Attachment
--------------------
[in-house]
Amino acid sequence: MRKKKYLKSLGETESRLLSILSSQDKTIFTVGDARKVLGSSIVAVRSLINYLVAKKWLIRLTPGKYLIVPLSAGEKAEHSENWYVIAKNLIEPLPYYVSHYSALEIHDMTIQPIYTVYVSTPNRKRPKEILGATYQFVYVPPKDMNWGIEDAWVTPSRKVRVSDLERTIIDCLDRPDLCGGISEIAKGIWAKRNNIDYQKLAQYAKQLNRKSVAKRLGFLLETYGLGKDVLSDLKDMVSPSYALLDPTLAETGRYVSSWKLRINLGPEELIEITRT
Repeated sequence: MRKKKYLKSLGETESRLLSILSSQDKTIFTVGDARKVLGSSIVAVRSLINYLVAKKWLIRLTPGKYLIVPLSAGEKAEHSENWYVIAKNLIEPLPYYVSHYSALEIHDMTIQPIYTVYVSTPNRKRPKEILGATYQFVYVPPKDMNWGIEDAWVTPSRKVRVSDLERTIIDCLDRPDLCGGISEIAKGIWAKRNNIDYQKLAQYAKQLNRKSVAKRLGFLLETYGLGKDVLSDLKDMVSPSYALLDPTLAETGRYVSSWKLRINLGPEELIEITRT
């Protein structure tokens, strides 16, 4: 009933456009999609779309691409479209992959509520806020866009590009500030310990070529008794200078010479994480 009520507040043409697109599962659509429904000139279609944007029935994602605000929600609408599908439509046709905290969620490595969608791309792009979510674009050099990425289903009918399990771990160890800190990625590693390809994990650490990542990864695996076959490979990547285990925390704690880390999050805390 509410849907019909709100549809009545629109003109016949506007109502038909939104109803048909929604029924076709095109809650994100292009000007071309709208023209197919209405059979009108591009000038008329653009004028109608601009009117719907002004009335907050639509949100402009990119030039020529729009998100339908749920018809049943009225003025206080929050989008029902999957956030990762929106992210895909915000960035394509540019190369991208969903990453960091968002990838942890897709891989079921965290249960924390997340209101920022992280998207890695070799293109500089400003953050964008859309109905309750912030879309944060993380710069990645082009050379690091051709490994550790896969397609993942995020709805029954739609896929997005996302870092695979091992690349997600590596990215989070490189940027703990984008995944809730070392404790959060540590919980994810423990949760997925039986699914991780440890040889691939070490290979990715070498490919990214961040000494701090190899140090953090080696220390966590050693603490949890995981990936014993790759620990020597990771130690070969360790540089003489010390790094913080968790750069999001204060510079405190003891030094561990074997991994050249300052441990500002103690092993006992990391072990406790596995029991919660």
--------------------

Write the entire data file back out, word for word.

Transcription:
[in-house]
Amino acid sequence: MRKKKYLKSLGETESRLLSILSSQDKTIFTVGDARKVLGSSIVAVRSLINYLVAKKWLIRLTPGKYLIVPLSAGEKAEHSENWYVIAKNLIEPLPYYVSHYSALEIHDMTIQPIYTVYVSTPNRKRPKEILGATYQFVYVPPKDMNWGIEDAWVTPSRKVRVSDLERTIIDCLDRPDLCGGISEIAKGIWAKRNNIDYQKLAQYAKQLNRKSVAKRLGFLLETYGLGKDVLSDLKDMVSPSYALLDPTLAETGRYVSSWKLRINLGPEELIEITRT
Repeated sequence: MRKKKYLKSLGETESRLLSILSSQDKTIFTVGDARKVLGSSIVAVRSLINYLVAKKWLIRLTPGKYLIVPLSAGEKAEHSENWYVIAKNLIEPLPYYVSHYSALEIHDMTIQPIYTVYVSTPNRKRPKEILGATYQFVYVPPKDMNWGIEDAWVTPSRKVRVSDLERTIIDCLDRPDLCGGISEIAKGIWAKRNNIDYQKLAQYAKQLNRKSVAKRLGFLLETYGLGKDVLSDLKDMVSPSYALLDPTLAETGRYVSSWKLRINLGPEELIEITRT
């Protein structure tokens, strides 16, 4: 009933456009999609779309691409479209992959509520806020866009590009500030310990070529008794200078010479994480 009520507040043409697109599962659509429904000139279609944007029935994602605000929600609408599908439509046709905290969620490595969608791309792009979510674009050099990425289903009918399990771990160890800190990625590693390809994990650490990542990864695996076959490979990547285990925390704690880390999050805390 509410849907019909709100549809009545629109003109016949506007109502038909939104109803048909929604029924076709095109809650994100292009000007071309709208023209197919209405059979009108591009000038008329653009004028109608601009009117719907002004009335907050639509949100402009990119030039020529729009998100339908749920018809049943009225003025206080929050989008029902999957956030990762929106992210895909915000960035394509540019190369991208969903990453960091968002990838942890897709891989079921965290249960924390997340209101920022992280998207890695070799293109500089400003953050964008859309109905309750912030879309944060993380710069990645082009050379690091051709490994550790896969397609993942995020709805029954739609896929997005996302870092695979091992690349997600590596990215989070490189940027703990984008995944809730070392404790959060540590919980994810423990949760997925039986699914991780440890040889691939070490290979990715070498490919990214961040000494701090190899140090953090080696220390966590050693603490949890995981990936014993790759620990020597990771130690070969360790540089003489010390790094913080968790750069999001204060510079405190003891030094561990074997991994050249300052441990500002103690092993006992990391072990406790596995029991919660």